Turning 26?  The Ultimate Health Insurance Cheat Sheet

Posted on July 10th 2017 in Health Plans

So, you’re turning 26.  Big deal, right?  You’ve been drinking for six years, you started voting and entering contracts at 18.  If you’re in the software business, you’re an old man.

But 26 means your parents cannot put you on their health insurance anymore.  And buying your first health insurance plan is a big deal.

So, let’s help you cheat the system a little and avoid the pitfalls of buying the wrong plan.

First, find out what you’ve got.  That will help determine what you need and how much coverage.  Chances are you’re healthy and haven’t seen a doctor in the last few years.  But do you need dental?  What about vision?  And how much more do those things cost?

Get a copy of your parent’s plan and bring it in.

Second, if you don’t have a job, are still in the process of higher learning or just not making enough, there is no need to avoid dealing with it.  Medicaid or Medi-Cal is available if you don’t make enough and, in California, includes dental and vision coverage.  Here’s the good part: no premiums, no co-pays.  Yes, you might not be able to keep your doctor but you haven’t seen them since that poison ivy outbreak at camp when you were 17.

And if you do make more than the Medicaid limit, you can take advantage of the subsidies.  The important thing is to get potential costs or “quotes.”  You’re not obligating yourself to anything, you’re just asking us to help.  And that doesn’t cost you anything either.

Most importantly, if you are eligible for a subsidy, make sure to call someone.  Mistakes are easy to make when you enroll yourself.  It doesn’t have to be us but the online enroll portal is not as easy as it seems, and once a mistake is made, it can sometimes take a lot to undo.

Here’s another to call or email an advocate: you do want to keep your doctor or you need help to find someone other than a pediatrician.  Networks change monthly and we keep up.  As medical professionals ourselves, we often know some good referrals.

If you do make too much for a subsidy, start paying your parents back for that summer at camp.  Trust me, they’ll say “No, no,” but they’’ take the money.  Also, don’t necessary go online to an exchange portal like Covered California to enroll.  Using other sources can give you a plethora – using our own college education with that word – of choices not available through the exchanges.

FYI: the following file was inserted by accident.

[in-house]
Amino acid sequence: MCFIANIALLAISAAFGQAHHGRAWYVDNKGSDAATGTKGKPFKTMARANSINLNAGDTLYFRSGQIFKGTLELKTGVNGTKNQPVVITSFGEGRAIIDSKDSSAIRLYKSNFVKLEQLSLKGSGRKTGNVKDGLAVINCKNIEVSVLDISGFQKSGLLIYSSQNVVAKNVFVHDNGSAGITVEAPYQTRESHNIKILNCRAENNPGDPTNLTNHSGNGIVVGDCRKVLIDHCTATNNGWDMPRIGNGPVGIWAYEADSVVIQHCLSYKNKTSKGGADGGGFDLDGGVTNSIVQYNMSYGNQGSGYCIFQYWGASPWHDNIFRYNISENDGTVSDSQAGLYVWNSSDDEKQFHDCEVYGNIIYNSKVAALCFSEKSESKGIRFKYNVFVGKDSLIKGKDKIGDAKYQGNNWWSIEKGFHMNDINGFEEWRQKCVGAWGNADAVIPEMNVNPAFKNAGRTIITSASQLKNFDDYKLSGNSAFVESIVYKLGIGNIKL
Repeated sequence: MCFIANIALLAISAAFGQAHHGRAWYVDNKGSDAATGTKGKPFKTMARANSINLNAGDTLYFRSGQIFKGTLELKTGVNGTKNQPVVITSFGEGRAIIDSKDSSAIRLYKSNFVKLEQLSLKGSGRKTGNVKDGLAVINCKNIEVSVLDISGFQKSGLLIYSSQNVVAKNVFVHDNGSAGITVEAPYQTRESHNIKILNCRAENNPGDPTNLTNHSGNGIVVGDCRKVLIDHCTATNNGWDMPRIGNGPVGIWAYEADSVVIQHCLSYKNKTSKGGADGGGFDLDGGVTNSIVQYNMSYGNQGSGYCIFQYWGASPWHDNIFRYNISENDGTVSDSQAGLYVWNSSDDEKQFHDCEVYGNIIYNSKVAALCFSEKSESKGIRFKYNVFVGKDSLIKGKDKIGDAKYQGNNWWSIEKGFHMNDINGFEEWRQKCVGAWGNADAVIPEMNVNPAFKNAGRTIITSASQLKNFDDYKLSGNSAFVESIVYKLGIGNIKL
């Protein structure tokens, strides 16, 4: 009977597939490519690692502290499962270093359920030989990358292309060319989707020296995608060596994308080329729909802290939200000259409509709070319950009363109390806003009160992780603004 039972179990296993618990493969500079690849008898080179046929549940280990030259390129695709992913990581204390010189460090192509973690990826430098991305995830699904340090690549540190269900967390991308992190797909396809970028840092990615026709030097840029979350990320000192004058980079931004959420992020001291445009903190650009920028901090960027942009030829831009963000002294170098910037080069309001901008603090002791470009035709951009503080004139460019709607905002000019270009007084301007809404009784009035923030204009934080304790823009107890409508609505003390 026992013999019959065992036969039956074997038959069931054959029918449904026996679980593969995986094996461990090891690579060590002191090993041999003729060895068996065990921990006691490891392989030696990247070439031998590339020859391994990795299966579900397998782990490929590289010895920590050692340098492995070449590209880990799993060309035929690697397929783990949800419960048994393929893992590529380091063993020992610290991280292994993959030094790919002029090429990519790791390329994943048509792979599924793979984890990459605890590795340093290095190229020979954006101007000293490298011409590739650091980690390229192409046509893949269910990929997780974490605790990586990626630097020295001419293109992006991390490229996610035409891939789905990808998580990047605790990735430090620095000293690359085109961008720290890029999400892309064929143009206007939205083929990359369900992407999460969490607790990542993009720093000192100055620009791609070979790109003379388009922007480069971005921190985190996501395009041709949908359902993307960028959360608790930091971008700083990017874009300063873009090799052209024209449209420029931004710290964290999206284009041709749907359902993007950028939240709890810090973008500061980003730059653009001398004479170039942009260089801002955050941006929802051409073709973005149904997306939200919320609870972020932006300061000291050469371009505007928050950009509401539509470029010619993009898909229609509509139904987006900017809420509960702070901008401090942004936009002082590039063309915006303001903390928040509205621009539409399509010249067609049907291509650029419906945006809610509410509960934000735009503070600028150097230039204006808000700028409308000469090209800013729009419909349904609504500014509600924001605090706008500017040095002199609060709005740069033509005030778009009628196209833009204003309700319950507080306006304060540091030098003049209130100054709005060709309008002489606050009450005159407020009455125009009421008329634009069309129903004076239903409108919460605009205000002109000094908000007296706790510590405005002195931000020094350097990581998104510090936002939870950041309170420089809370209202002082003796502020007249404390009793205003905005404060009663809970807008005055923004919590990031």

Finally, it’s time to choose a plan.  If I remember correctly, the only insurance I was interested in was for my car at 26.  Eventually, I got to home and when my kids were born – health and life.  But because you’re under 30, you can qualify for a catastrophic plan.  They satisfy the need to purchase coverage but have high deductibles and cost sharing, meaning you’re going to pay a lot before they cover anything.  You also can’t get any subsidy assistance.  It’s sort of what the Republican led Congress wants to enact and often they are as expensive as a good plan.

If all you want is a catastrophic plan, the penalty for not having insurance is probably less.

But other than that, there are the Bronze, Silver, Gold and Platinum plans in terms of increasing value.  Would you want a Bronze if you’re asthmatic with high medication costs?  Certainly not.  But how are you to know.  Well, that’s why we ask serious questions about the state of your health and your doctor.  And the Silver plan has some interesting twists we should discuss that depend upon your income.

So, we come to when to apply.  You have 60 days before your turn 26 and 60 days after.  If you can’t find the time in that window, you can’t apply. So, keep an eye on the calendar.

All that’s left is to make your first payment because the insurance company will no issue your policy without that. You can even set it up to pay automatically so you won’t be caught short if something does happen.

And open your mail.  It’s almost as if they never heard of the internet.  But they’ll send you a lot of mail, so make sure to open it and call us if you don’t understand.

Don’t worry, we will.

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